|Year : 2009 | Volume
| Issue : 1 | Page : 41-42
Invasive thymoma with intraorbital metastases
S Nirmala1, MG Janaki1, K Malavika2, Karthik S Rishi1
1 Department of Radiotherapy, MS Ramaiah Medical College, Bangalore - 560 054, India
2 Department of Ophthalmology, MS Ramaiah Medical College, Bangalore - 560 054, India
|Date of Web Publication||17-Mar-2009|
Department of Radiotherapy, MS Ramaiah Medical College, Bangalore - 560 054
Source of Support: None, Conflict of Interest: None
Thymomas are epithelial neoplasm of thymus and most common primary neoplasm of anterior and superior mediastinum affecting males and females equally. It occurs usually in the fifth to seventh decade. Approximately one-third of thymomas are invasive. Metastases to distant extrathoracic sites such as the liver, lung, lymph node, kidneys, ovary and brain occur infrequently. This is more common with invasive thymomas. Although brain has been shown to be a site of infrequent metastases, intraorbital metastases has not yet been reported. Here we report one such case of invasive thymoma of anterior superior mediastinum, which later metastasized to orbit as well as the brain.
Keywords: Intraorbital metastases, invasive thymoma, brain metastases
|How to cite this article:|
Nirmala S, Janaki M G, Malavika K, Rishi KS. Invasive thymoma with intraorbital metastases. J Can Res Ther 2009;5:41-2
| > Case Report|| |
A 62-year-old male patient presented to the department of thoracic surgery with complaints of extreme weakness that lasted for three days. A chest X-ray [Figure 1] done showed an anterior mediastinal mass.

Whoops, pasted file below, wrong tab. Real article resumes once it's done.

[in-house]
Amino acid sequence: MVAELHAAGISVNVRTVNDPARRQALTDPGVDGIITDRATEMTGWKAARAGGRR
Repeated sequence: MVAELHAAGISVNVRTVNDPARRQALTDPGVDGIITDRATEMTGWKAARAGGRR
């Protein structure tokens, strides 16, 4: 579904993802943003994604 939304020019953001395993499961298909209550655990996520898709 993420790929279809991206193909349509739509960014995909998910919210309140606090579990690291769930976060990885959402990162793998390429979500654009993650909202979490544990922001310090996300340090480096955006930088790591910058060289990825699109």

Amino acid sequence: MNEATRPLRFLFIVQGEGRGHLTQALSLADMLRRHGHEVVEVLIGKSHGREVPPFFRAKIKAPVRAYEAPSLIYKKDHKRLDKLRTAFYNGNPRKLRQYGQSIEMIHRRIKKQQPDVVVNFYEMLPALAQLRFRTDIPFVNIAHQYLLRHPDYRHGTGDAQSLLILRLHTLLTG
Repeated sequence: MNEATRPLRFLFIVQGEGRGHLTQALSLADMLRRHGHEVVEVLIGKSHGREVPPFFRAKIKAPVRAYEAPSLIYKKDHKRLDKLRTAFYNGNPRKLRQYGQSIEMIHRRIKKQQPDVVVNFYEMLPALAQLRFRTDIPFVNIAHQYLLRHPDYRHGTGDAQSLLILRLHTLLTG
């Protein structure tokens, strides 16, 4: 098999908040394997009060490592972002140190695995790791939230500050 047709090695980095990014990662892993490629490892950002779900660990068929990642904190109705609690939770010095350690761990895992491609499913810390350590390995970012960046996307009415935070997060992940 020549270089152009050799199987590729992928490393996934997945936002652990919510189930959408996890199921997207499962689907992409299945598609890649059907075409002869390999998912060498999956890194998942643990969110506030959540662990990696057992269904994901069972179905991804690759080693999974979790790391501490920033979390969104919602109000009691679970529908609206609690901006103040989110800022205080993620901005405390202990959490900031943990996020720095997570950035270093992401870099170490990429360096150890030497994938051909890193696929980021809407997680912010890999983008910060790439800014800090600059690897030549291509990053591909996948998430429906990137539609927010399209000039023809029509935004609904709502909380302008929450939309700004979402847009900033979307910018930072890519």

CT scan of the thorax showed heterogeneously enhancing mass in the anterior mediastinum displacing the SVC and ascending aorta measuring 9.7 × 8.4 cms. A median sternotomy and tumour excision with partial pericardial excision was done for this patient.
Histopathology of the mass was reported as anterior mediastinum - mixed thymoma minimally invasive Stage T2 [Figure 2]. Sections show encapsulated tumor made of admixture of epithelial cells and nonepithelial lymphocytes. Epithelial cells are plump to round with vesicular nuclei and abundant eosinophillic cytoplasm, some of the cells arranged around blood vessels. Tumor cells show invasion into surrounding fat.
Patient received postoperative radiotherapy to the anterior superior mediastinum to a dose of 50Gy/25Fr/5Fr/week on Co-60. He was on regular follow-up and was doing well.
One year and seven months later he came with H/O proptosis in Lt Eye with diminished vision.
CT scan of the brain revealed a retro orbital mass lesion in both the eyes with intracranial extensions [Figure 3].
Fine needle aspiration cytology (FNAC) from the right orbital mass through the medial canthus of right eye was reported as epithelial type of malignant thymoma.
He was given palliative RT of 40 Gy/20Fr to the orbital metastases and brain. His vision improved from Perception of light to Counting fingers at 1 meter. He was lost for follow-up after completion of treatment.
| > Discussion|| |
Thymoma is an epithelial neoplasm of the thymus and represents the most common primary neoplasm of the anterior superior mediastinum. The majority of thymomas are completely encapsulated lesions, but in a minority of the cases there may be invasion of the tumour capsule and / or surrounding structures.  The most common sites of metastases are liver, lung, lymph nodes including pelvic group, ovary,  kidney,  bone,  intestines,  spine,  retro vesicle soft tissue  and Brain, ,, and pelvis.  Until now about 17 cases of brain metastasis have been reported and as per our knowledge this is the first case of orbital metastases with intracranial extension. Radiotherapy has a role in the management of metastasis. Extrathoracic disease is associated with poor prognosis and the average time of survival after the diagnosis of metastases is 1.5 years. 
| > Acknowledgement|| |
We acknowledge Late. Dr. Nithyananda Shetty, Professor and Head of department Cardiothoracic Surgery at our Hospital who was the treating Surgeon and also Dr. Manjunath. Pathologist of Metropolis, M.S. Ramaiah Memorial Hospital, who helped us in getting the microphotographs of the histopathology.
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[Figure 1], [Figure 2], [Figure 3]